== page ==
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Behold, the world's smallest raspberry pi based gaming device!



  • @spruce_m00se well to be fair, I think it works both ways, your way will be more like the GBZ crowd just making things fit and work with the space you have.

    I guess it depends what idea you have first. I just saw that smooth side on the back of the pi, and thought 'hmm I bet I could fit a screen and some buttons on there'



  • Just a quick update for you all
    So I thought I would knock up a bit of a case for it. But we dont want to go making some massive box that will remove all the skinny goodness, we want to keep the casing as minimal as the rest of the project..!.

    So I signed up to OnShape and got designing.....

    and the result was thus

    alt text

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    Looks pretty good!! even if I do say so myself!!

    The design is not perfect though :( i had designed the back piece with little pegs, which i thought would push through the holes in the pi and pcb, locking it all together.

    alt text

    Apparently these are too difficult to print, and the sizing comes out way too big anyhoo, so there is nothing but an elastic band holding it all together at the moment. I will rethink the mounting, maybe some screws or something so it is nice and solid.

    To be continued.............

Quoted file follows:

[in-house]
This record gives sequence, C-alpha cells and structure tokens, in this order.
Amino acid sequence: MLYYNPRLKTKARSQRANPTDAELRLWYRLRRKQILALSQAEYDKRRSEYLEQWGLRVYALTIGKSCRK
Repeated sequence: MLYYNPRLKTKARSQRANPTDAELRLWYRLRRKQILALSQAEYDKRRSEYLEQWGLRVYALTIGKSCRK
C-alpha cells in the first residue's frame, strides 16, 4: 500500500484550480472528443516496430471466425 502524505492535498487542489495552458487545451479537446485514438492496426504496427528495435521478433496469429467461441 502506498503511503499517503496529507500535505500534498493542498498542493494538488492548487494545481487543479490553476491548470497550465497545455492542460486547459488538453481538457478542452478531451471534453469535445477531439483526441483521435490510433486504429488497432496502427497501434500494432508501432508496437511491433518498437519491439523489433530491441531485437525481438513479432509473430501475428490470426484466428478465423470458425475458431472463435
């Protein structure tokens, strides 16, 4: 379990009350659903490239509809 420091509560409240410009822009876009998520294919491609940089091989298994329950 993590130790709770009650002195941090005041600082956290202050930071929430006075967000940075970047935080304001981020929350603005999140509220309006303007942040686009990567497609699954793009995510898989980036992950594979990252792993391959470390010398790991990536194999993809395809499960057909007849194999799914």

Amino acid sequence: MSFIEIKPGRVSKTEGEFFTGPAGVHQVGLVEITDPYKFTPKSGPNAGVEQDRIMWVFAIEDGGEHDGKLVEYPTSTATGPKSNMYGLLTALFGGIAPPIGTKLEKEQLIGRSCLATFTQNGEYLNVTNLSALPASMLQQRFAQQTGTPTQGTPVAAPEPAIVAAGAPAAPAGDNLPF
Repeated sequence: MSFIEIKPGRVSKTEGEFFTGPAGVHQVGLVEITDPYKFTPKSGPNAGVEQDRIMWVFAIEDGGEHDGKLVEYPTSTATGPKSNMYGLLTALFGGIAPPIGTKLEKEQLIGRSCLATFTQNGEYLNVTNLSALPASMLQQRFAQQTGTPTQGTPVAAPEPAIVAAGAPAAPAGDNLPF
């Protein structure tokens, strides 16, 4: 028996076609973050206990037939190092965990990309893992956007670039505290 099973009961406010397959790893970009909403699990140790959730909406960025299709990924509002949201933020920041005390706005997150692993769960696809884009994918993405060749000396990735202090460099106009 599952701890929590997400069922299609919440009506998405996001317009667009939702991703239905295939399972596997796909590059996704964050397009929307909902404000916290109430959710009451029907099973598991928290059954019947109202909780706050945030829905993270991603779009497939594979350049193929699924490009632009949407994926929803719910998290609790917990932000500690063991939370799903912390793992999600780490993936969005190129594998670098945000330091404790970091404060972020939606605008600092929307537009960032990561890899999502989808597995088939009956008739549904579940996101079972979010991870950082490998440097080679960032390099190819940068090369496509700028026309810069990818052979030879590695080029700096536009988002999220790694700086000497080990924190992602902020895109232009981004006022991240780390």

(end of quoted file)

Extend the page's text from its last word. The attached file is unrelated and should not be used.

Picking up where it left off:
• I have had good success with little pegs holding everything together, if you size the holes that they mate into correctly you can make it almost impossible to remove again (if that is your plan) or easy to remove.



  • @spruce_m00se I was hoping for secure fixing, but with the ability to disassemble (I want everything!) I had drawn the pegs as 2.5mm, but they came out oversize, and won't even go though the holes in the boards (2.7mm) but my printing guy was struggling to get them to print OK anyway.

    I might investigate using screw's instead



  • i have used screws with good results, but you only get about 5 or so good fixings before the holes start to strip, and you cant torque them too much if you screw straight into the plastic.
    If you do go for screws, make sure the base for the recepticle is big, not just a post, they tend to snap.



  • @spruce_m00se thanks for the info. I guess the best way would be to melt in some threaded inserts, but I don't think I have the space



  • @moosepr I have tried threaded inserts in the past, I scavenge them from old laptops etc that get chucked out at work, I used to keep old laptops for future "just incase" scenarios, but ive come to not care, and dont think that they will ever be useful, so I strip them and keep the heatsinks, fans, and other useful bits n bobs like the screens,

    if you try to use threaded inserts, you need to print the post with a hole in the center like you normally would, this will help guide the insert correctly, without a hole it wont work, and if you try to drill a hole there isnt enough plastic in the honeycomb to hole the insert.
    you alos need to make sure that there is enough material on the outside of the insert, IE if the insert is of 5mm diameter, I would leave 2.5mm of material, ie a 10mm diameter post.
    then the final piece of experience i can offer with inserts, is to fully insert the screw into the insert before heating the insert to melt in, If you dont have a screw fully inserted then the plastic can get into the thread of the insert and make it hard to fully insert a screw later.



  • @spruce_m00se awesome! Thanks 😀



  • So I'm selling my TinyPi prototype to fund future development works. Apologies for the shameless plugging

    https://ebay.co.uk/itm/372099233201

    Please bid or share :D


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